Nick Jo

Audit Finds California Cannabis Regulators Understaffed, Short on Cash

An audit by the California Finance Department reveals that two-thirds of staff positions at the Bureau of Cannabis Control are unfilled and the agency is operating with just a tiny fraction of its expected funding.

Full story after the jump.

About two-thirds of the 219 staff positions in California’s Bureau of Cannabis Control are unfilled, making it difficult for the agency to conduct investigations of companies under its purview, according to a Finance Department audit. Responding to the audit, the cannabis regulation agency said that “unlike most state government programs, the bureau was simultaneously starting from the ground up on multiple fronts.”

The Finance Department report found that just 15 of 68 enforcement unit positions had been filled, which has “severely impacted” the bureau’s ability to perform site inspections and process complaints” and has hindered the work of cannabis testing laboratories.

The bureau is also facing a major cash shortage according to the audit. The bureau expected to collect about $200 million from application and license fees by June 30; however, as of January, regulators had only collected $2 million.

The audit also found communication problems between the three agencies that regulate cannabis in California – the bureau, CalCannabis Cultivation Licensing, and Manufactured Cannabis Safety Branch.

“Enforcement unit staff stated a central contact from the other licensing authorities has not been established,” the audit states.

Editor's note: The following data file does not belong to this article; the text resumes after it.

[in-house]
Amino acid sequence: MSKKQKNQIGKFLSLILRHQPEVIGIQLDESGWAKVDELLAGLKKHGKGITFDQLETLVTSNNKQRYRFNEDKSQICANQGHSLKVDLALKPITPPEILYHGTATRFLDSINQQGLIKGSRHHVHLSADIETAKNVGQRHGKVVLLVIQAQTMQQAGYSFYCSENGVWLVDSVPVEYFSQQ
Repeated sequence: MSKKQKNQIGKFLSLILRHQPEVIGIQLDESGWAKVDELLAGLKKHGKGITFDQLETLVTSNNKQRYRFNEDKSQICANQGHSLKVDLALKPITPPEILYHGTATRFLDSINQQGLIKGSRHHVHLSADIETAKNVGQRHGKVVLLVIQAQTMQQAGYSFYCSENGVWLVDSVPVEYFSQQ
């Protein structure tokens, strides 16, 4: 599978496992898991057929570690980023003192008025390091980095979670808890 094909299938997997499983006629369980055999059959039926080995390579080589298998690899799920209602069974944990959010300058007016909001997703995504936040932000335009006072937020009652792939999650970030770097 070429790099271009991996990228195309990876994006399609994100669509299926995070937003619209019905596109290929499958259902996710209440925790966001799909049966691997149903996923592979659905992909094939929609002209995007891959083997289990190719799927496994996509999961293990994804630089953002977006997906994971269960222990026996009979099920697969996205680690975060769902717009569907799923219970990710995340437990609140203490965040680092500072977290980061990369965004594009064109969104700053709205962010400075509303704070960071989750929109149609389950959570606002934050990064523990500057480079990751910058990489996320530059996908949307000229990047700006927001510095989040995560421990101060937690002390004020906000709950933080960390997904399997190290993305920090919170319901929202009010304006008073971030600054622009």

Christopher S. Schultz, chief deputy director of the Bureau of Cannabis Control, wrote in response that he welcomed the audit’s recommendations for the agency to “strengthen its operations” and that the report recognized that the agency had to develop a complex regulatory system “under challenging conditions.”

The audit reports that the bureau has issued just nine annual retailer licenses while 915 businesses are still operating under temporary permits; two annual distributor licenses while 1,365 businesses are using temporary licenses; and nine annual event organizer licenses, with 92 businesses operating under their temporary licenses. The bureau has not issued any annual licenses for testing labs or micro-businesses, while 49 labs and 289 microbusinesses are doing business under their temporary permits.

The Finance Department report indicates the bureau has received 5,680 total complaints about cannabusinesses and have processed 3,232 and closed 2,582 – leaving 2,448 in progress as of Jan. 31.

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